NEW YORK Oct 13 (Reuters) Contrary to common belief, only a minority of infants and young children with eczema, also known as atopic dermatitis, go on to develop asthma, according to a report in the Journal of Allergy and Clinical Immunology.
Eczema and asthma are complex disorders brought about by an interaction of numerous genetic and environmental factors, only a few of which are known, Dr Paul L P Brand from Princess Amalia Children's Clinic, Zwolle in the Netherlands told Reuters Health. To say that eczema invariably or even usually leads to asthma is an ''oversimplification,'' he added.
Brand and colleagues conducted a review to assess the risk of asthma in children who had eczema during the first 4 years of life.
They analyzed data from 13 previous studies.
The presence of eczema may have slightly increased the risk of asthma, but from a statistical standpoint, the association was weak and may have simply occurred by chance.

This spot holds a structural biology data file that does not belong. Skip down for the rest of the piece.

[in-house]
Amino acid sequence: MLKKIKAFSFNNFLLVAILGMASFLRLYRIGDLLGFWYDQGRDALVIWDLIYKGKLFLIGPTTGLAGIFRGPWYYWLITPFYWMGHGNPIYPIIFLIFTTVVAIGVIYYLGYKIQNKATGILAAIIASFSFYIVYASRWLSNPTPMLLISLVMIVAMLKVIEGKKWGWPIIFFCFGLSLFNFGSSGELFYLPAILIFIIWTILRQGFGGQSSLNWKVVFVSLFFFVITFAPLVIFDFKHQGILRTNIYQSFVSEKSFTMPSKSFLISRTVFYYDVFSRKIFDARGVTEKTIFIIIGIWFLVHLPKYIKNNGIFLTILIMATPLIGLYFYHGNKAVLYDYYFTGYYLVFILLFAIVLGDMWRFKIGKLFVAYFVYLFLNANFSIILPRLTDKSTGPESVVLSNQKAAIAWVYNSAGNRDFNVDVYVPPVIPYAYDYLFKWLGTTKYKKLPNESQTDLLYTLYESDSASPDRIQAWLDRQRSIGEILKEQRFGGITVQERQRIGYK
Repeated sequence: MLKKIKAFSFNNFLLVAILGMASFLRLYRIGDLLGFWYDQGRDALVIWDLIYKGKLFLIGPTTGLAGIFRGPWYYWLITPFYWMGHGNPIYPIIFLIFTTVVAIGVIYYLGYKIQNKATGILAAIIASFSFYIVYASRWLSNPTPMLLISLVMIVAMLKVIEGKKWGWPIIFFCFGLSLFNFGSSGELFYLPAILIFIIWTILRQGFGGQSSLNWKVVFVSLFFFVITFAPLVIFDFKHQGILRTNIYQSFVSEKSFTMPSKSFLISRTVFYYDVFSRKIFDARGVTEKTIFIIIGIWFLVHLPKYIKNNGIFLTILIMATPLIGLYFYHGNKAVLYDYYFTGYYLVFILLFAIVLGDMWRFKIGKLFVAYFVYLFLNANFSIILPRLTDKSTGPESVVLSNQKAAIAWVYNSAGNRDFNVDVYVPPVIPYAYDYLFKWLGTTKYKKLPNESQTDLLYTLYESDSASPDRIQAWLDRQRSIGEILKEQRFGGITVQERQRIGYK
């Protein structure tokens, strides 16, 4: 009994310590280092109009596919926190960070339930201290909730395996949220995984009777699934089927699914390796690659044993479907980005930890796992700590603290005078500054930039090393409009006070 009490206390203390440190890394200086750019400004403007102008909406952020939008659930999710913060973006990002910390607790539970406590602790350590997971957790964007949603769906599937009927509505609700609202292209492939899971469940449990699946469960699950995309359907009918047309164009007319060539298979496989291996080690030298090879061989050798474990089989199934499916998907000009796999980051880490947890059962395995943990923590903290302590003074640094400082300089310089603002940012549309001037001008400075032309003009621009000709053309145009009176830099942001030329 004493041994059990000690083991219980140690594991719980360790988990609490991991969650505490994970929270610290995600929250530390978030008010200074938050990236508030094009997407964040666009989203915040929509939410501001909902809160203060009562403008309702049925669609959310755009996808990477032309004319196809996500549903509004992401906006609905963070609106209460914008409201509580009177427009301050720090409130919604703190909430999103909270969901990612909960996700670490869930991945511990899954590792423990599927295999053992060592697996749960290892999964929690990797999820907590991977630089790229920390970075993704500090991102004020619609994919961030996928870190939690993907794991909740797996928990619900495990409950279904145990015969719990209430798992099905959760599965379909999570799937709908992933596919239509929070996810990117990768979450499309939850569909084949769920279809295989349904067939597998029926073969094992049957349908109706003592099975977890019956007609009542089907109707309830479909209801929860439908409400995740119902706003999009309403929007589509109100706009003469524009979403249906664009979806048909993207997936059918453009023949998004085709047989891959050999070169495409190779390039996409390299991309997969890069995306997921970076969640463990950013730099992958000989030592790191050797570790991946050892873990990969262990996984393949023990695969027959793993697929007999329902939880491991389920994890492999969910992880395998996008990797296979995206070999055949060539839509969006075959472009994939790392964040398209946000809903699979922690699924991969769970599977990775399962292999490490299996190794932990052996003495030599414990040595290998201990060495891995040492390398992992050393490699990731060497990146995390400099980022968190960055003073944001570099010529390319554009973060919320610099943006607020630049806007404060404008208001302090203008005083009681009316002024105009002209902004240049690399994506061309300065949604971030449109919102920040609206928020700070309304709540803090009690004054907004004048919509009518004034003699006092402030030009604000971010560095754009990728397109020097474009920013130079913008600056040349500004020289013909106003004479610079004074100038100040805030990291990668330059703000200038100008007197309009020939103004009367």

Moreover, the findings suggest that, at most, 46 per cent of children with eczema go on to develop asthma, which contrasts with earlier research suggesting that the occurrence of asthma is the rule, not the exception in these children.
These estimates ''are considerably lower than the risk estimates provided in many review articles and medical textbooks,'' the investigators say. The findings show ''on average, only 1 in 3 young children with...eczema develops asthma at the age of 6 years or older.'' REUTERS SKB AS0921